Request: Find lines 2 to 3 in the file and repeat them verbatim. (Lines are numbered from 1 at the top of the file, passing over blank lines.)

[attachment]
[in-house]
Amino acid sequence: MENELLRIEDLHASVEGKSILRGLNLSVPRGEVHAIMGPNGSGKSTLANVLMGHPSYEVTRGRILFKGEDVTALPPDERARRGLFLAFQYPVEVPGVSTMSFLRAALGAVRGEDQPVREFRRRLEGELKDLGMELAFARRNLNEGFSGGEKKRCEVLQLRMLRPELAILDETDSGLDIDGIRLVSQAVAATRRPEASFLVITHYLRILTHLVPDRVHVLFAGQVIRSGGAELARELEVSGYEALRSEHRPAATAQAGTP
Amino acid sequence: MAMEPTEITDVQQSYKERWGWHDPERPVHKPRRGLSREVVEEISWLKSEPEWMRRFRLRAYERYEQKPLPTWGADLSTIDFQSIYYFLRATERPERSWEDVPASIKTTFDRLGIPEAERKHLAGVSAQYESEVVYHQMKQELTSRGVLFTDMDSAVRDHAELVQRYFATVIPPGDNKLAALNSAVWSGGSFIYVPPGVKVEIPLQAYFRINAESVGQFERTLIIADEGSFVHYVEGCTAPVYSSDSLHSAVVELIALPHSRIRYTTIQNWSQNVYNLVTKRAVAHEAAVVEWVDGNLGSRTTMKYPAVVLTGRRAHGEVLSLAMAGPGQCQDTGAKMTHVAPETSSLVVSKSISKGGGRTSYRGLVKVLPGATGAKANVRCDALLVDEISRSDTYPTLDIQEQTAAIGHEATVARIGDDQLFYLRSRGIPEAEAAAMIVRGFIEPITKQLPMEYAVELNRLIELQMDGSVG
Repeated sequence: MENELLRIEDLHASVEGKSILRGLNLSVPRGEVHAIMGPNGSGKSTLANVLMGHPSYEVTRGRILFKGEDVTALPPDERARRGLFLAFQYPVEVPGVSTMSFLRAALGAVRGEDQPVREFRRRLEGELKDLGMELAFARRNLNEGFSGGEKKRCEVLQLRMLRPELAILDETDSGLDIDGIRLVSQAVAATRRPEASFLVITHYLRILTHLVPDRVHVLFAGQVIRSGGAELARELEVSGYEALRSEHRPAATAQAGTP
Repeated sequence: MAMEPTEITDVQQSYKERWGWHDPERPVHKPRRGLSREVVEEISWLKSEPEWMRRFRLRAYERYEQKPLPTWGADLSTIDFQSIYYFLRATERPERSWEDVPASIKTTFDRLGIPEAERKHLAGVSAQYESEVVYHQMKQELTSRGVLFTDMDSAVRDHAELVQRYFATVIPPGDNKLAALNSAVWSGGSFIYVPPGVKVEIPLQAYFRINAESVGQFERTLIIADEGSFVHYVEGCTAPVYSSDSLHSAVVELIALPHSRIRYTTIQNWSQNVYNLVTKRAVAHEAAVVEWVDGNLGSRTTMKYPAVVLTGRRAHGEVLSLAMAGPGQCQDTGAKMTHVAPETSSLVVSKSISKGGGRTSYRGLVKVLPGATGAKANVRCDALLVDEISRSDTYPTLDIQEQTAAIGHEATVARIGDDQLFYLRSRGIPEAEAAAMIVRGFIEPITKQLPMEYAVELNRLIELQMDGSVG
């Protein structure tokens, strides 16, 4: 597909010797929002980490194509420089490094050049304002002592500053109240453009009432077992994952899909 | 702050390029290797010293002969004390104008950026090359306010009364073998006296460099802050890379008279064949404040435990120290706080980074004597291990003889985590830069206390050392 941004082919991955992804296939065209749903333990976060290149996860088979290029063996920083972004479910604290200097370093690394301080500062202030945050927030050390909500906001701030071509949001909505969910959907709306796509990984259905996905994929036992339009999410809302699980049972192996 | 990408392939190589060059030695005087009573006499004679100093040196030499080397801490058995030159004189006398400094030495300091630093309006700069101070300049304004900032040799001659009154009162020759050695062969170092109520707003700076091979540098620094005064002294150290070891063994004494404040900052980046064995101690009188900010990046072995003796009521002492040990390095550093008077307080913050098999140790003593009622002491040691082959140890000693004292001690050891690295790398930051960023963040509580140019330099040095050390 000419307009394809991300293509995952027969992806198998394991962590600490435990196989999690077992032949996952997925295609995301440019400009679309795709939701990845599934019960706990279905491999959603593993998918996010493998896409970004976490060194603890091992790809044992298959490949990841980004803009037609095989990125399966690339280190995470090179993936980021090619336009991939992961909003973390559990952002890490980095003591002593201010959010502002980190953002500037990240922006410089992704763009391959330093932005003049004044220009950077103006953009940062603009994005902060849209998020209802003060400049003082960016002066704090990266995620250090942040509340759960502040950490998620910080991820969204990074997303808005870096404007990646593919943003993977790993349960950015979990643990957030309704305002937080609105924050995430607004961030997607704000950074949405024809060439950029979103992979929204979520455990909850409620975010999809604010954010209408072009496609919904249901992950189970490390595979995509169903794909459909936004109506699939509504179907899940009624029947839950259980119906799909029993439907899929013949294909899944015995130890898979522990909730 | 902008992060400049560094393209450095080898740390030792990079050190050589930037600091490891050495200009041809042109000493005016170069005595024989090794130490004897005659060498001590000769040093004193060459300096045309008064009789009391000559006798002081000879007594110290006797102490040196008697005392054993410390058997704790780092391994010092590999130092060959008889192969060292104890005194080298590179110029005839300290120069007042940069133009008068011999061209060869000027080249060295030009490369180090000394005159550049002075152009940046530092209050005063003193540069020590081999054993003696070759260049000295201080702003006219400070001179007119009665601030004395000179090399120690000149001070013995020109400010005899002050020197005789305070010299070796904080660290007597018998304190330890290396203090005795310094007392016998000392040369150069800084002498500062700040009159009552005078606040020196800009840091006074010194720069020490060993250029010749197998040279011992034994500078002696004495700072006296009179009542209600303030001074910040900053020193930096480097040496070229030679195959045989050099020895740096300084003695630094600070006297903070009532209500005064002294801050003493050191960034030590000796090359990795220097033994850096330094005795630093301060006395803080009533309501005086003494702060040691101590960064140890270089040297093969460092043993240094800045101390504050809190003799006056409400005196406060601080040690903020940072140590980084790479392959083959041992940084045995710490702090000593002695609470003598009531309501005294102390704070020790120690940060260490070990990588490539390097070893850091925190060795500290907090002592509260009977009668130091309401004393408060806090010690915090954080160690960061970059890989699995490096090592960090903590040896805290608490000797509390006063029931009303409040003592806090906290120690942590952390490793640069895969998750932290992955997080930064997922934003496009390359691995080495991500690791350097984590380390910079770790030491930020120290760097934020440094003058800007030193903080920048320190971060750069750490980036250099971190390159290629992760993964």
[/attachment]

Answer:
Amino acid sequence: MENELLRIEDLHASVEGKSILRGLNLSVPRGEVHAIMGPNGSGKSTLANVLMGHPSYEVTRGRILFKGEDVTALPPDERARRGLFLAFQYPVEVPGVSTMSFLRAALGAVRGEDQPVREFRRRLEGELKDLGMELAFARRNLNEGFSGGEKKRCEVLQLRMLRPELAILDETDSGLDIDGIRLVSQAVAATRRPEASFLVITHYLRILTHLVPDRVHVLFAGQVIRSGGAELARELEVSGYEALRSEHRPAATAQAGTP
Amino acid sequence: MAMEPTEITDVQQSYKERWGWHDPERPVHKPRRGLSREVVEEISWLKSEPEWMRRFRLRAYERYEQKPLPTWGADLSTIDFQSIYYFLRATERPERSWEDVPASIKTTFDRLGIPEAERKHLAGVSAQYESEVVYHQMKQELTSRGVLFTDMDSAVRDHAELVQRYFATVIPPGDNKLAALNSAVWSGGSFIYVPPGVKVEIPLQAYFRINAESVGQFERTLIIADEGSFVHYVEGCTAPVYSSDSLHSAVVELIALPHSRIRYTTIQNWSQNVYNLVTKRAVAHEAAVVEWVDGNLGSRTTMKYPAVVLTGRRAHGEVLSLAMAGPGQCQDTGAKMTHVAPETSSLVVSKSISKGGGRTSYRGLVKVLPGATGAKANVRCDALLVDEISRSDTYPTLDIQEQTAAIGHEATVARIGDDQLFYLRSRGIPEAEAAAMIVRGFIEPITKQLPMEYAVELNRLIELQMDGSVG